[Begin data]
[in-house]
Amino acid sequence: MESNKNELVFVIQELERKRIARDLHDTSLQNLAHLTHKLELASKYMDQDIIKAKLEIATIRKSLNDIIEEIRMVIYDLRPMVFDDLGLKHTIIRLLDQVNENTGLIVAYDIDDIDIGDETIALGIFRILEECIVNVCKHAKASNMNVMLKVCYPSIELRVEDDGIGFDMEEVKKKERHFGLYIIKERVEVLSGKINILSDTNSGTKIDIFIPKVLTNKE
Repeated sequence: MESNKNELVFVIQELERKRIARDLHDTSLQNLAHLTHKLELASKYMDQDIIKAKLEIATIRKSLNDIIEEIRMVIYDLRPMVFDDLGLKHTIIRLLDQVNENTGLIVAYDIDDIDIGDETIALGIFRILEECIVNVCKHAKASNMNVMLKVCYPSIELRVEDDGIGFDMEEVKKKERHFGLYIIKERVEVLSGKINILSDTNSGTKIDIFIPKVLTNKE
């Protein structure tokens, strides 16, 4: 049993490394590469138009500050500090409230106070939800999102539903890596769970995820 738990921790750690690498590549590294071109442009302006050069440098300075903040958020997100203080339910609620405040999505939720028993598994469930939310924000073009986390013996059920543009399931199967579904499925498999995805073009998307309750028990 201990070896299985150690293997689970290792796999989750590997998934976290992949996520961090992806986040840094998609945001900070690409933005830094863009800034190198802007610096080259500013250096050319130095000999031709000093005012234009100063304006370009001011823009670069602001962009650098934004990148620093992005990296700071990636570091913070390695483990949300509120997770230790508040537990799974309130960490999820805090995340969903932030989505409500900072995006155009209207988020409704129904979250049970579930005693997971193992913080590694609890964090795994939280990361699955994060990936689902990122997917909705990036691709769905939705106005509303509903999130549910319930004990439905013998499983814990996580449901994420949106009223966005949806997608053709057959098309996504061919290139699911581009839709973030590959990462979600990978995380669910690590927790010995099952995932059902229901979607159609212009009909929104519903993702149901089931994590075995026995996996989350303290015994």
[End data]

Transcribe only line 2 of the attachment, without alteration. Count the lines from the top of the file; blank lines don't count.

Amino acid sequence: MESNKNELVFVIQELERKRIARDLHDTSLQNLAHLTHKLELASKYMDQDIIKAKLEIATIRKSLNDIIEEIRMVIYDLRPMVFDDLGLKHTIIRLLDQVNENTGLIVAYDIDDIDIGDETIALGIFRILEECIVNVCKHAKASNMNVMLKVCYPSIELRVEDDGIGFDMEEVKKKERHFGLYIIKERVEVLSGKINILSDTNSGTKIDIFIPKVLTNKE